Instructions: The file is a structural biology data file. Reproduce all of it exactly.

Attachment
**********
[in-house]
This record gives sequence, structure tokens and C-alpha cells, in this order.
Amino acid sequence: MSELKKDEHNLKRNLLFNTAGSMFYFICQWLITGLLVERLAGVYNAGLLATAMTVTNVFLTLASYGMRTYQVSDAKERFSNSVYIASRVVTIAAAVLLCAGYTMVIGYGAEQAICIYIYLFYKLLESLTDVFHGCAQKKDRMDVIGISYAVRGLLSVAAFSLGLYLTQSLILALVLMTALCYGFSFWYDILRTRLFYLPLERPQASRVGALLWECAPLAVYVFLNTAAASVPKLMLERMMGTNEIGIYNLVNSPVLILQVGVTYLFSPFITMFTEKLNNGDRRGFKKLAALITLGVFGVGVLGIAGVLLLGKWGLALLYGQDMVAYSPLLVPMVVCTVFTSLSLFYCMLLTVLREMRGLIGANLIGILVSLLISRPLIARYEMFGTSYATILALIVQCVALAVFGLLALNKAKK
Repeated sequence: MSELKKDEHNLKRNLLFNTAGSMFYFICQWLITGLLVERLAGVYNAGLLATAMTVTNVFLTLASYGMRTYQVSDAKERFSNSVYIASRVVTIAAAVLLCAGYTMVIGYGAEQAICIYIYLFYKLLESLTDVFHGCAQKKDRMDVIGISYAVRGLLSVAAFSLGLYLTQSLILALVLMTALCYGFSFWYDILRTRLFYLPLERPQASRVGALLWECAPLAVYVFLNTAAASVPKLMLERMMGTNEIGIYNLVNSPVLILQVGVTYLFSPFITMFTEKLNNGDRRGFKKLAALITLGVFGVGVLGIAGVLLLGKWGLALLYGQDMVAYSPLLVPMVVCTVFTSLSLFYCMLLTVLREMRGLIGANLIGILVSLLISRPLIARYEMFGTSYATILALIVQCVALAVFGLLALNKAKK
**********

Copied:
[in-house]
This record gives sequence, structure tokens and C-alpha cells, in this order.
Amino acid sequence: MSELKKDEHNLKRNLLFNTAGSMFYFICQWLITGLLVERLAGVYNAGLLATAMTVTNVFLTLASYGMRTYQVSDAKERFSNSVYIASRVVTIAAAVLLCAGYTMVIGYGAEQAICIYIYLFYKLLESLTDVFHGCAQKKDRMDVIGISYAVRGLLSVAAFSLGLYLTQSLILALVLMTALCYGFSFWYDILRTRLFYLPLERPQASRVGALLWECAPLAVYVFLNTAAASVPKLMLERMMGTNEIGIYNLVNSPVLILQVGVTYLFSPFITMFTEKLNNGDRRGFKKLAALITLGVFGVGVLGIAGVLLLGKWGLALLYGQDMVAYSPLLVPMVVCTVFTSLSLFYCMLLTVLREMRGLIGANLIGILVSLLISRPLIARYEMFGTSYATILALIVQCVALAVFGLLALNKAKK
Repeated sequence: MSELKKDEHNLKRNLLFNTAGSMFYFICQWLITGLLVERLAGVYNAGLLATAMTVTNVFLTLASYGMRTYQVSDAKERFSNSVYIASRVVTIAAAVLLCAGYTMVIGYGAEQAICIYIYLFYKLLESLTDVFHGCAQKKDRMDVIGISYAVRGLLSVAAFSLGLYLTQSLILALVLMTALCYGFSFWYDILRTRLFYLPLERPQASRVGALLWECAPLAVYVFLNTAAASVPKLMLERMMGTNEIGIYNLVNSPVLILQVGVTYLFSPFITMFTEKLNNGDRRGFKKLAALITLGVFGVGVLGIAGVLLLGKWGLALLYGQDMVAYSPLLVPMVVCTVFTSLSLFYCMLLTVLREMRGLIGANLIGILVSLLISRPLIARYEMFGTSYATILALIVQCVALAVFGLLALNKAKK